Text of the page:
Lam et al. (2017) showed that there are factors that cause variations in the amount of energy used by cities. These factors are climate, topography, operational efficiency, and water use patterns. Urbanization frequently causes environmental degradation. Kumar & Saroj (2014) evaluated energy production and consumption, water use, and pollution and applied integrated approaches in the analysis of the water, energy, and pollution nexus in Delhi, India, and employed a three-step nexus approach, i.e., water–energy nexus, energy–pollution nexus, and water–energy–pollution nexus. The energy–pollution nexus focused on power plants and the transportation sector to conclude that energy production and consumption in power plants accounted for most of GHG emissions. The transportation sector accounted for most of the health-threatening emissions. The latter authors recommended using ‘greener’ fuel for power plants and transportation could reduce GHGs and health-threatening emissions, and demonstrated that the water–energy–pollution nexus is useful in decreasing negative impacts on water and air quality in the urban sector.

Nair et al. (2014) reviewed GHG emissions employing the water–energy–GHG nexus in urban water systems in the USA, UK, and Australia. They estimated the energy consumption of water (i.e., production and supply of water, extraction, treatment, desalination, etc.) that produced GHG emissions and classified the energy use in urban systems as operational (direct) energy use or embedded (indirect) energy use. Their results established that there is a research gap in the evaluation of energy use and its environmental effects, and they reported that suitable nexus methodology is not applied in various systems and regions.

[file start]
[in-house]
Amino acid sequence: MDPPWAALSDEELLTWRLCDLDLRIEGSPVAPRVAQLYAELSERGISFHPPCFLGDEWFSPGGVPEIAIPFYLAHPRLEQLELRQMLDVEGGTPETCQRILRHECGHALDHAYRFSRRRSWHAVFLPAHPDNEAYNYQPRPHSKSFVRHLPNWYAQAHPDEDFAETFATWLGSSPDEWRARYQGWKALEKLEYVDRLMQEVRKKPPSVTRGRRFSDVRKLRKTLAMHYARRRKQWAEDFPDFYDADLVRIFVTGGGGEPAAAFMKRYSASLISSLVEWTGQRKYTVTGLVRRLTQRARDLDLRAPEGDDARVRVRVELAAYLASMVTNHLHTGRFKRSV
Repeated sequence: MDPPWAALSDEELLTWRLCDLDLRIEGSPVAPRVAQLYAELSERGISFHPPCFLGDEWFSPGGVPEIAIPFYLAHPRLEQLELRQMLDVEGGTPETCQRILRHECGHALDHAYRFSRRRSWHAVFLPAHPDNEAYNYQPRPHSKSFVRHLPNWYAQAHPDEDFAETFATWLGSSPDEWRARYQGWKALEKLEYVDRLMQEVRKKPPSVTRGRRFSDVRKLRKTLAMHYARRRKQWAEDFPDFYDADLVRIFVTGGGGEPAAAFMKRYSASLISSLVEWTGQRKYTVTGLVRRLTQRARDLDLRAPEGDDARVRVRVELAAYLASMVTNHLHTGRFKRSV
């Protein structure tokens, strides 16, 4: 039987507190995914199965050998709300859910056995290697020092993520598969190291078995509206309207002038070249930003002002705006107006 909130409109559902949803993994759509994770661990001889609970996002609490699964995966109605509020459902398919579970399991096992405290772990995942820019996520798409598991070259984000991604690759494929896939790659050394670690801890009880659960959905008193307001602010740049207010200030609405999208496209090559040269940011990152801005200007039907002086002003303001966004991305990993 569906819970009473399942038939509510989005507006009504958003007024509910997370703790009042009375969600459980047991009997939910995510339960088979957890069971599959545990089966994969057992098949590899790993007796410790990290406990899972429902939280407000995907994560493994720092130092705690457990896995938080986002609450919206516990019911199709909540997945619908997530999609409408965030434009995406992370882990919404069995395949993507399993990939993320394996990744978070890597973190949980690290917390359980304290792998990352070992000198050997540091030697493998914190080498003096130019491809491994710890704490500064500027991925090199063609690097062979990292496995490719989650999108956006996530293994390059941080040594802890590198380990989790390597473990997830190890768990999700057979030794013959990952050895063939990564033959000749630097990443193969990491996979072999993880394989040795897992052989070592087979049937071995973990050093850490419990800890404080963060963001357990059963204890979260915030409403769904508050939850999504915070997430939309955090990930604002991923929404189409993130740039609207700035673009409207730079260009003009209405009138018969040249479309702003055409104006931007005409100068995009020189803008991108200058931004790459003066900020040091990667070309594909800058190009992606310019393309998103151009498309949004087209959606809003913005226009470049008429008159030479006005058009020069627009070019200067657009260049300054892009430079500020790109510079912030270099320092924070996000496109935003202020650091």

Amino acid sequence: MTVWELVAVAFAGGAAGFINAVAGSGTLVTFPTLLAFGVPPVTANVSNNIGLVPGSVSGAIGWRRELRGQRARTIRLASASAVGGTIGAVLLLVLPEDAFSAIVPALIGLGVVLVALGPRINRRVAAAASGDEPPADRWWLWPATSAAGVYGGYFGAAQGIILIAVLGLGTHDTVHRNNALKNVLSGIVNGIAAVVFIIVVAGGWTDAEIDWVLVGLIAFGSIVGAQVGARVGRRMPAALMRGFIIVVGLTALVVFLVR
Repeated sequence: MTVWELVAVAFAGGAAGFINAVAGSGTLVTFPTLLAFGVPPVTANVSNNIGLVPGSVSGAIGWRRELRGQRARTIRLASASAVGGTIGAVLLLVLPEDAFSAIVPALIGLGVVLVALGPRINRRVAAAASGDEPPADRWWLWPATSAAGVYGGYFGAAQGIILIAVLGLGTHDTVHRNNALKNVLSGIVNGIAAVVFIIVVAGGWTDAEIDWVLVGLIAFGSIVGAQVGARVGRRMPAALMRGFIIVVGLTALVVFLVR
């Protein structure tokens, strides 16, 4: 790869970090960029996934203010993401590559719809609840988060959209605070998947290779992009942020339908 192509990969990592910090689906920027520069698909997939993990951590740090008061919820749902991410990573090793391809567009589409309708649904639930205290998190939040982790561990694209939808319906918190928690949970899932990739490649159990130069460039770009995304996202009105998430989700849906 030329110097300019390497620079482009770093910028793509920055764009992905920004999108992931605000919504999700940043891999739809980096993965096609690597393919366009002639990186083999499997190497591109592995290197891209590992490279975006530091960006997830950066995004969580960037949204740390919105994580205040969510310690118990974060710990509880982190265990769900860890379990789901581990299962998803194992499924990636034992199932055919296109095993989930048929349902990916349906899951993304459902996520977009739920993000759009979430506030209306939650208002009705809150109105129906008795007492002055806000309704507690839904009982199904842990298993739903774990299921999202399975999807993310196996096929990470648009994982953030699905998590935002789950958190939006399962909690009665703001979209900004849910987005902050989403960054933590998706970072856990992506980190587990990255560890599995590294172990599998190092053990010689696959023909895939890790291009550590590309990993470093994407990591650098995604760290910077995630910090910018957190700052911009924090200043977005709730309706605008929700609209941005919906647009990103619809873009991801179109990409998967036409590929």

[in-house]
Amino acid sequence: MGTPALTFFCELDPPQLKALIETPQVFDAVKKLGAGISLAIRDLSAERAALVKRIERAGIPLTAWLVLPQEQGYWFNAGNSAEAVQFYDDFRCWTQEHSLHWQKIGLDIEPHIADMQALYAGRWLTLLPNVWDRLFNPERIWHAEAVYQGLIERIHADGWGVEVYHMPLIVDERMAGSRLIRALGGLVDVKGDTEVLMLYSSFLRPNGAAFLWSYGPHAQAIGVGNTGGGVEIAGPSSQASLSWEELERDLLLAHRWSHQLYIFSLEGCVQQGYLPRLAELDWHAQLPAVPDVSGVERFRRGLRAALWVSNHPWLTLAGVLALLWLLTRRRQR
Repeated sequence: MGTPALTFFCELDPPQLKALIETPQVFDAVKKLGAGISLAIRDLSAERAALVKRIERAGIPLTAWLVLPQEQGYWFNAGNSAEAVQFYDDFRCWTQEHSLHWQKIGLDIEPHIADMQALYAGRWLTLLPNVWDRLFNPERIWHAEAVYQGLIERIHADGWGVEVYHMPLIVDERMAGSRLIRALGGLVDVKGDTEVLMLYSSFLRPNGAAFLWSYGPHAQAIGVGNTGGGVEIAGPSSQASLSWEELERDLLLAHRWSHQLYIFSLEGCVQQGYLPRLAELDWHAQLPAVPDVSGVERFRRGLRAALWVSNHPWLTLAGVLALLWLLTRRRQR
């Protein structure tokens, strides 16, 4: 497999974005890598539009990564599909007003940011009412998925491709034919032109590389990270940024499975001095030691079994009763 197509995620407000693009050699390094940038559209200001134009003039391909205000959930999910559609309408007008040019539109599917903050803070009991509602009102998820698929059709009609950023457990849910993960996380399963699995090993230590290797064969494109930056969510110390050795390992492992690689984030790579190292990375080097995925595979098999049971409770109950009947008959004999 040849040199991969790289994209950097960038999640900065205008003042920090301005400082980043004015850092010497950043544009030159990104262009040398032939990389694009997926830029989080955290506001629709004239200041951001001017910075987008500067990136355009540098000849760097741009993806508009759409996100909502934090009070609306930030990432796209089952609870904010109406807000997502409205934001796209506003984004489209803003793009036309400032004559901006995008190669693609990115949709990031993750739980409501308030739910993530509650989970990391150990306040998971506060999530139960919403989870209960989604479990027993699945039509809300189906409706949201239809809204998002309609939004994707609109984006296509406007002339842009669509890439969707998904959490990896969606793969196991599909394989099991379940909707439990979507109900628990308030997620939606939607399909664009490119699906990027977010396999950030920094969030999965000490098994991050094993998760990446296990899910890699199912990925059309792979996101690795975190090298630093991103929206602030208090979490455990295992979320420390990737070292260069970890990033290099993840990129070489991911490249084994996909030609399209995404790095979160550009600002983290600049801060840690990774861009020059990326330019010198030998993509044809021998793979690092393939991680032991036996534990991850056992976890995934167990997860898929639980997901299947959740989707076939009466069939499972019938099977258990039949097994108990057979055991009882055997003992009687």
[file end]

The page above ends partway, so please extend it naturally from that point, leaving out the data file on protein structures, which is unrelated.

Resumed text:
Table 1 summarizes the causes of climate change by the emissions of GHGs in the agricultural, industrial, and urban sectors. Table 2 summarizes water, energy, and food consumption in the agricultural, industrial, and urban sectors and their environmental impacts. Adverse environmental issues created by the use of water, energy, and food are found the world over, as documented in Asia (Rasul 2014; Jalilov et al. 2016), Australia (Kenway et al. 2008; Khan et al. 2009), Africa (Enfors 2013; Pradeleix et al. 2014; Conway et al. 2015), North American, and Latin American countries (Gourdji et al. 2014).

Table 1

Causes of climate change and recommended solutions

SectorsGreenhouse gas emissionSolutions
Agriculture Use of non-renewable energy (fossil fuel) to produce fertilizer 
  • Using ‘greener’ fuel for power plants and transportation (Kumar & Saroj 2014)

  • Changing livestock feeds, installing solar panels or wind turbines on farms (Horowitz & Gottieb 2010)

  • Reducing food waste and use climate-friendly food (Government of the Netherlands)

  • Increasing the consumption of renewable fuels (Government of the Netherlands)

 
The transportation sector 
Livestock and dairy operations 
Groundwater pumping 
Industry Production of energy to power the industrial sector 
Energy production and consumption in power plants and industry 
Industrial process 
The transportation sector 
Urban The transportation sector 
Energy consumption for production and water extraction, treatment, and desalination 
SectorsGreenhouse gas emissionSolutions
Agriculture Use of non-renewable energy (fossil fuel) to produce fertilizer 
  • Using ‘greener’ fuel for power plants and transportation (Kumar & Saroj 2014)